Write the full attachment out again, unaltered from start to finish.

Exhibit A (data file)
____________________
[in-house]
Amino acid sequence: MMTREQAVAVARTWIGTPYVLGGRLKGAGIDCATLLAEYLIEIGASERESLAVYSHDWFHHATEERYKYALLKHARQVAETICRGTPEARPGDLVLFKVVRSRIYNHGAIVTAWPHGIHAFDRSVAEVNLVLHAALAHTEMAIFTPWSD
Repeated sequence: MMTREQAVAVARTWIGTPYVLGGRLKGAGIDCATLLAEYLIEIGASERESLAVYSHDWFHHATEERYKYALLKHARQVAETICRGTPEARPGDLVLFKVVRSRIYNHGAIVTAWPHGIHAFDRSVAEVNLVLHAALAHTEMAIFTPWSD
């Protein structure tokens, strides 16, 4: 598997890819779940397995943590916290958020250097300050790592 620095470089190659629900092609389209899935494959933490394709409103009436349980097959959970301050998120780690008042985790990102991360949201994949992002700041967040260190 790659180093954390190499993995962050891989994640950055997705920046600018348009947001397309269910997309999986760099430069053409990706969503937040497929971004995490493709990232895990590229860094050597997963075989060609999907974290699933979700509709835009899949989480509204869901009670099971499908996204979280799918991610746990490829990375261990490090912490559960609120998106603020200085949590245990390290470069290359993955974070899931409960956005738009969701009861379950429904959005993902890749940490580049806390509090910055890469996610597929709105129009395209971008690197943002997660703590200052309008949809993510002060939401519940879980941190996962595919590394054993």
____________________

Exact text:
[in-house]
Amino acid sequence: MMTREQAVAVARTWIGTPYVLGGRLKGAGIDCATLLAEYLIEIGASERESLAVYSHDWFHHATEERYKYALLKHARQVAETICRGTPEARPGDLVLFKVVRSRIYNHGAIVTAWPHGIHAFDRSVAEVNLVLHAALAHTEMAIFTPWSD
Repeated sequence: MMTREQAVAVARTWIGTPYVLGGRLKGAGIDCATLLAEYLIEIGASERESLAVYSHDWFHHATEERYKYALLKHARQVAETICRGTPEARPGDLVLFKVVRSRIYNHGAIVTAWPHGIHAFDRSVAEVNLVLHAALAHTEMAIFTPWSD
């Protein structure tokens, strides 16, 4: 598997890819779940397995943590916290958020250097300050790592 620095470089190659629900092609389209899935494959933490394709409103009436349980097959959970301050998120780690008042985790990102991360949201994949992002700041967040260190 790659180093954390190499993995962050891989994640950055997705920046600018348009947001397309269910997309999986760099430069053409990706969503937040497929971004995490493709990232895990590229860094050597997963075989060609999907974290699933979700509709835009899949989480509204869901009670099971499908996204979280799918991610746990490829990375261990490090912490559960609120998106603020200085949590245990390290470069290359993955974070899931409960956005738009969701009861379950429904959005993902890749940490580049806390509090910055890469996610597929709105129009395209971008690197943002997660703590200052309008949809993510002060939401519940879980941190996962595919590394054993």